I’ve heard it all a thousand times. You can’t make a living in music, or any art for that matter. I heard it when I went into school for music, and my wife heard it when she went into school for art. Fast forward a handful of years, and we’ve gotten married, bought a house, and led pretty comfortable lives. The best part? Every penny that our family makes comes from art. My wife is a graphic designer, and I’m an audio electronics tech and musician. It’s not an easy path, and it means you’ll probably never see a forty-hour work week again. At the end of the day, though, you’re making a living doing something you hopefully love. I’m not going to try to lay out a hard and fast path in this blog on how to pull it off (a lot of luck is needed), but I’ll do my best to share tips as to how to make it work.
Every household needs a budget. Whether you actually have a spreadsheet you fill out or just set very general limits. When it comes to budgeting, I’ve seen artists make the same mistake over and over again. Do not budget anything that isn’t steady. I play a lot of gigs every month. A handful with a regular group I play with (weddings and events), a couple fill-in gigs, and a jazz brunch every single Sunday morning. The ONLY gig that gets put into our budget as income is the brunch gig. The other two categories can vary wildly from month to month, but I can count on that brunch gig. It’s not that those other gigs don’t exist, but all of it is treated like lagniappe. Those gigs don’t pay bills. Those gigs pad our savings, so that, if for some reason we have a slow month or two, everything is all good. I’ve heard so many musicians say phrases like “I can count on at least 6 or 7 gigs a month.” They’re wrong. If it isn’t 100% steady, don’t count on it.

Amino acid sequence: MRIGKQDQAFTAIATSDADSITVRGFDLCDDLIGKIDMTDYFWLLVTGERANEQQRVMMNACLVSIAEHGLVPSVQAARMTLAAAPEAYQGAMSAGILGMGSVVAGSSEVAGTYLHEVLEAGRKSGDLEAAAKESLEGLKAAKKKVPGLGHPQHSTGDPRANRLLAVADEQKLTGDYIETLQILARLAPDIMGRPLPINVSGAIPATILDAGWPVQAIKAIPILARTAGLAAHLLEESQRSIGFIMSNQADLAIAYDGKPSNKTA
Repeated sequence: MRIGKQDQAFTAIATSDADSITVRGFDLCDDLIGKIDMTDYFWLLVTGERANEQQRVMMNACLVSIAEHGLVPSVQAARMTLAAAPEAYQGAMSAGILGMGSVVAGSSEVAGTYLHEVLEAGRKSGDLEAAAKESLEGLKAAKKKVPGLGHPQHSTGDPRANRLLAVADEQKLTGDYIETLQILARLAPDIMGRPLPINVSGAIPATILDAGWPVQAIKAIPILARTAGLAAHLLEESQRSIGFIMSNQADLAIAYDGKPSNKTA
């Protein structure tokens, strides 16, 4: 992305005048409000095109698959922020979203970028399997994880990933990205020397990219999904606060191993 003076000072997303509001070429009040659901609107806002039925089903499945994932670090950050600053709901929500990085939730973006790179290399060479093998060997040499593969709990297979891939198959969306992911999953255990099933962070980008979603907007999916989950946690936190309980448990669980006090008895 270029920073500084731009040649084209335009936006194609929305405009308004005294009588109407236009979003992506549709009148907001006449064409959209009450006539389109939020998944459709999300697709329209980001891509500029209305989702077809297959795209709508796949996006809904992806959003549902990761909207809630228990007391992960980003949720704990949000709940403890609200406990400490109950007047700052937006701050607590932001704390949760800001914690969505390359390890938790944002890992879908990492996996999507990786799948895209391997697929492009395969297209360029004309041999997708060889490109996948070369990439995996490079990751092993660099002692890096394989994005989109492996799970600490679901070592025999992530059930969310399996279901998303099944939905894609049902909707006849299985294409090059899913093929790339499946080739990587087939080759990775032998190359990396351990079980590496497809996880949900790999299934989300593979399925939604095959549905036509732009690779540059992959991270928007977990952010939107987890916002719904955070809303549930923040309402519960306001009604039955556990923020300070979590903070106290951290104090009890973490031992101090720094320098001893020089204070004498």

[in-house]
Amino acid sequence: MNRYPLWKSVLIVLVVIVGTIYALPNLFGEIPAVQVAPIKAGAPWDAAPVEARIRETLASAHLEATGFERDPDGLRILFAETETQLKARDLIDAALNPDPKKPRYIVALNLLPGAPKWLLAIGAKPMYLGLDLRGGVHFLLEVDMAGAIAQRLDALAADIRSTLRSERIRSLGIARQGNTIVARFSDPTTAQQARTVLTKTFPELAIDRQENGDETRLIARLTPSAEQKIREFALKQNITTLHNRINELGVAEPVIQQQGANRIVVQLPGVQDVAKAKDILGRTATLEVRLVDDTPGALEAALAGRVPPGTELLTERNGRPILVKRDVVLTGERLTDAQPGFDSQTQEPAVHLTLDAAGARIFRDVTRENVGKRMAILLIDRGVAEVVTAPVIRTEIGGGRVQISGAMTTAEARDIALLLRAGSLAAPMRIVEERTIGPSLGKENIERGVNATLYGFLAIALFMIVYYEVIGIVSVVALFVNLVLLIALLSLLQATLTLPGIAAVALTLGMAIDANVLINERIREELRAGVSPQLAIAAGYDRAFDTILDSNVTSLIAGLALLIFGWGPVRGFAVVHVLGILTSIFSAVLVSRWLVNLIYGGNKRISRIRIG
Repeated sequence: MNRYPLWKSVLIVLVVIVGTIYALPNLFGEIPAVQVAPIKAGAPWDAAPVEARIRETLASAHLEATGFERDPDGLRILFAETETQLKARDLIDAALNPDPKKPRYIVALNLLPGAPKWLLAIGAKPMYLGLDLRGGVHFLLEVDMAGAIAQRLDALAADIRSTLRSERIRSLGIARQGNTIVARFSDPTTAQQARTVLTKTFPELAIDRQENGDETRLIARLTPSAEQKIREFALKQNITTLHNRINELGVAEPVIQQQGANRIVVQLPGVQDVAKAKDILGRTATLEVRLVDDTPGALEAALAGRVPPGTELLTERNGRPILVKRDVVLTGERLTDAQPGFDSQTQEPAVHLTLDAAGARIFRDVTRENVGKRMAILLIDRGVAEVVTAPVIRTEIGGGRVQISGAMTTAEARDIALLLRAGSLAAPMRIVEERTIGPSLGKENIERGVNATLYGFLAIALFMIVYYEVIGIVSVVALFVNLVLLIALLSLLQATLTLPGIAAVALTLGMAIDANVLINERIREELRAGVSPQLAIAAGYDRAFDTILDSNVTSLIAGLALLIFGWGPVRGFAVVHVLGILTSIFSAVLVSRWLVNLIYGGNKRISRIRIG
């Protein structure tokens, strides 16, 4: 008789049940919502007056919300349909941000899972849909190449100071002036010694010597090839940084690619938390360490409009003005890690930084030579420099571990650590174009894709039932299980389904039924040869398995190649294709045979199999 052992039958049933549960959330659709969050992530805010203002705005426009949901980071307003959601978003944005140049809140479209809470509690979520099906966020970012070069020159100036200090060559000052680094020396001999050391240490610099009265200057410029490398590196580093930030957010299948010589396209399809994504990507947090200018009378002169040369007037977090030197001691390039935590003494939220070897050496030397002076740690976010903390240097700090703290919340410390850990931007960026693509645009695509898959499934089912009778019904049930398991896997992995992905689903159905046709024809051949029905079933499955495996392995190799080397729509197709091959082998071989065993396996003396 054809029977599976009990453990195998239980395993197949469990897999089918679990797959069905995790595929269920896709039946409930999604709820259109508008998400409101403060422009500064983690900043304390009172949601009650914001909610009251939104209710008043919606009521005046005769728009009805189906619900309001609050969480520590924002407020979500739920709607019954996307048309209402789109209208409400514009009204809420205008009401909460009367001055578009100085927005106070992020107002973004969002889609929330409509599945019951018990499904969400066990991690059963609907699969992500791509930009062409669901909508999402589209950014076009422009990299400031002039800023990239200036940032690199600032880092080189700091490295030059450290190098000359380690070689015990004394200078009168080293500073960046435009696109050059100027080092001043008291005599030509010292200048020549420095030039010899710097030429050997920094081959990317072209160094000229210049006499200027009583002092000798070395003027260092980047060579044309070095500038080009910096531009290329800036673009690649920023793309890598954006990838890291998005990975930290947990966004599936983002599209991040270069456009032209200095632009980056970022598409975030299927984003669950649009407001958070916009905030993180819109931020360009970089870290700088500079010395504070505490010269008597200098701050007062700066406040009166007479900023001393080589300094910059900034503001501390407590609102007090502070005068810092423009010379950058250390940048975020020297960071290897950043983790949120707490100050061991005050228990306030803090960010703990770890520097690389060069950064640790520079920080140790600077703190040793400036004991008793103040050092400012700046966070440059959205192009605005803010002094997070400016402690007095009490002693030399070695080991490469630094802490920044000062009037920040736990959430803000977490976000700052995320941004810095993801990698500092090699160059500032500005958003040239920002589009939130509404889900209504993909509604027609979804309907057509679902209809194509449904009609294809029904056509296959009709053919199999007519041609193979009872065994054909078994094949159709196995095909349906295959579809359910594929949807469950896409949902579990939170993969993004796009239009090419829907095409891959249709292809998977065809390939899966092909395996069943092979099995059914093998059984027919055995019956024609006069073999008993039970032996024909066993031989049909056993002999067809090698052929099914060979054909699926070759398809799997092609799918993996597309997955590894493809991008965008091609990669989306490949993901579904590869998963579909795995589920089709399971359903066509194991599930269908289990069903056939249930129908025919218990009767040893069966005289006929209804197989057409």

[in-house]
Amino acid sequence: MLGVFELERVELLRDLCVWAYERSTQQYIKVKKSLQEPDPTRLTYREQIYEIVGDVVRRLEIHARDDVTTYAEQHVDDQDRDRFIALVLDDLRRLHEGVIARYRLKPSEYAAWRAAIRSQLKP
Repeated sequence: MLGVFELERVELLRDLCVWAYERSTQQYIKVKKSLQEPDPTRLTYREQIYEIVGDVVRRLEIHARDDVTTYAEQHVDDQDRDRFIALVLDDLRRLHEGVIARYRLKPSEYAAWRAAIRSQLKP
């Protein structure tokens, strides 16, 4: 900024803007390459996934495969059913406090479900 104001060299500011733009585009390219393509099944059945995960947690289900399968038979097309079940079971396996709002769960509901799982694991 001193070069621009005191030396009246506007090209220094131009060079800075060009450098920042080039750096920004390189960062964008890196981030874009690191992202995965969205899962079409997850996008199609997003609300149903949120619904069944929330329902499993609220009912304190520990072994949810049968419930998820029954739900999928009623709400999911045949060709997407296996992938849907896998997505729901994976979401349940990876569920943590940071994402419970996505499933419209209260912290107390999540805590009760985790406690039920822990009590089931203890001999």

As I mentioned in the previous section I play with a regular group that plays weddings and events. Some musicians will scoff at the idea because it isn’t creative or innovative, but the pay is great. You can call me a “sell out” or a “part of the problem”, but I really don’t care. I’m getting paid to play music. By doing pay gigs, I’m allowed the financial freedom to do original music the right way. I’m not pressured to make money on creative projects, so I have the freedom to take my time, not rush things, and let it develop organically. The best way to keep a pay gig is to just do the simple things that a lot of burnouts don’t. Show up on time, know the music and be as kind and helpful as possible. It really isn’t much harder than that.
Never underestimate the power of networking. That’s how you get those odd hired gun gigs. Be sure to always give out your information to every musician you meet and be sure to get their info as well. You never know when you will need to book them for a gig. Take care to build your reputation as a solid player that can fill in. I’ve been able to pick up so many of these gigs by doing a few simple things…
1) This is not the time for creative statements. Play your part and play it well. Don’t do anything crazy, just get the job done.
2) Show up early. I mean like an hour early. This makes an impression on the band leader.
3) Don’t be uptight. No one likes a stick in the mud. Joke with the other musicians and be friendly. Be sure to exchange numbers with as many people in the group as possible.
4) On the other hand, don’t be too comfortable, and by that, I mean don’t get drunk. A drink or two to loosen up is fine, but keep it under control.
5) Always keep a calendar to keep your life straight. There is nothing more embarrassing than showing up to a gig on the wrong date.
The best part about following these simple rules is that, eventually, you’ll fill in for a gig that becomes regular. All of the regular gigs that I have are a result of me subbing for a gig, doing a good job, being professional, and ultimately becoming the first call bass player for the group. Even if you don’t find yourself in the first call slot, you will be called back to fill in for future gigs with the group. There is no shame in being the second call guy. If you can cobble enough of those gigs together, then you’ll be in business.
I hope this blog is in some manner helpful. Just because we’re artists, it doesn’t mean we have to starve.
My name is Nathan Heck, and I am the lead technician at Lone Wolf Blues Company, where I have worked since 2009. I studied bass at Southeastern Louisiana University, where I received a minor in music. I also have been an actively gigging bass player in the New Orleans area for the last seven years.